Wednesday, January 18

He Aced It When He Wrote This Book...



I Am the Messenger by Marcus Zusak is one of the best books that I have read in a long while.  Not that I haven't read fun books, with entertaining plot lines and surprising twists and inventive characters, but this book had substance.  Lines that I remember and messages that resonate with me still.  It is made-it-into-my-library-for-my-future-children kind of good.  I bought the book to entertain me on my 12-hour travel day coming back to school after the Christmas break, but it became so much more.  Yesterday I was reminded of it by an applicable statement from the Foreword to Frankl's Man's Search For Meaning (required for my psychology class; I'll let you know how it turns out).  The rabbi author of the Foreword said:

"Typically, if a book has one passage, one idea with the power to change a person's life, that alone justifies reading it, rereading it, and finding room for it on one's shelves.  This book has several such passages."
 

I am planning on reading I Am the Messenger again in the near future, and probably making it the first book (besides my scriptures) that I will write in the margins of ( to begin practicing the art of marginalia).  I really don't want to ruin the book for other readers (because if you haven't read it, you need to), so this critique will be sparse on details.  The story is a powerful one, starting almost immediately, and not finishing until the last sentence.  It is the story of anyone that thinks they aren't making a difference in the world, and the inspiration we need to start living so that we do make an impact.  The novel is full of truth, about the ugly and the good, and what makes life beautiful.  Truth about young men and women that have nothing and the worth of our lives.  It is heart-wrenching and hilarious. It is life and how to make it better.  A How and a Why all in one.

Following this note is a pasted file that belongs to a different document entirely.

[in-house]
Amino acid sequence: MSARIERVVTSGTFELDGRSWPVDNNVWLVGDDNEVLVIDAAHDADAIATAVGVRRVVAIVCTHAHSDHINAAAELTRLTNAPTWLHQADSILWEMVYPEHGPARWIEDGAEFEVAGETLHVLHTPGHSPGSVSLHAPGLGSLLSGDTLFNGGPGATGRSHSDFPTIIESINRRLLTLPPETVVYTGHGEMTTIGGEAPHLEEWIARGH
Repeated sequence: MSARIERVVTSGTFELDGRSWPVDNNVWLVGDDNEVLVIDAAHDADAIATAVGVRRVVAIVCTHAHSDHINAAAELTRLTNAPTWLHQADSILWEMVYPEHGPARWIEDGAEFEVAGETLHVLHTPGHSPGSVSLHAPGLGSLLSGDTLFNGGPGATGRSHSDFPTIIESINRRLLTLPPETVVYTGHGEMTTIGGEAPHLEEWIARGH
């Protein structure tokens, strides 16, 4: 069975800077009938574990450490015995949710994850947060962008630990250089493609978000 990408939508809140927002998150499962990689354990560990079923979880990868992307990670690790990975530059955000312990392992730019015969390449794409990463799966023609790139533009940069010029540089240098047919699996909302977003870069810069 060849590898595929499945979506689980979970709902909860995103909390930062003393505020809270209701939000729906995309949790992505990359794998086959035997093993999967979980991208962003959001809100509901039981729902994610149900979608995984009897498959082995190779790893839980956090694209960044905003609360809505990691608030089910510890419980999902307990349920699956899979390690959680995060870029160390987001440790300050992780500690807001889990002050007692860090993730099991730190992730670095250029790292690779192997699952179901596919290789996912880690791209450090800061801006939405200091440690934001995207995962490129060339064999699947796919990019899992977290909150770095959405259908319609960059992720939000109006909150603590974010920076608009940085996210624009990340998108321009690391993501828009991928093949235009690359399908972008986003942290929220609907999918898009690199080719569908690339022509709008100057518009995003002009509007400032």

So of course there are some more... adult topics discussed, with the milder curse words frequently showing up.  There is poverty and guns and sex and families.  And the forces that tear us apart and put us back together, the breaking points where the tiniest kindness saves us.  Families that love and those that hate in spite of the strongest love.  It is the truth of broken families and their importance anyway.

This book resonated with me because it answers questions from my own story.  That it isn't just me with despair in my life at times, with a disaster that I don't know how to handle and another hand is required to help.  That my life is worth something even if I can't always see the good that I am trying to do, and sometimes it is as simple as an ice cream cone or an empty box.  Sometimes being a student is the most selfish occupation I can think of, and then I have to remember what I am studying for, in the end.  The book reminded me that the truth of the world is beautiful, even though it includes the painful and sorrowful things. That love and hate can coexist in surprising ways.

An emotional story of a young man, just like any other, that opens his eyes to becoming something more.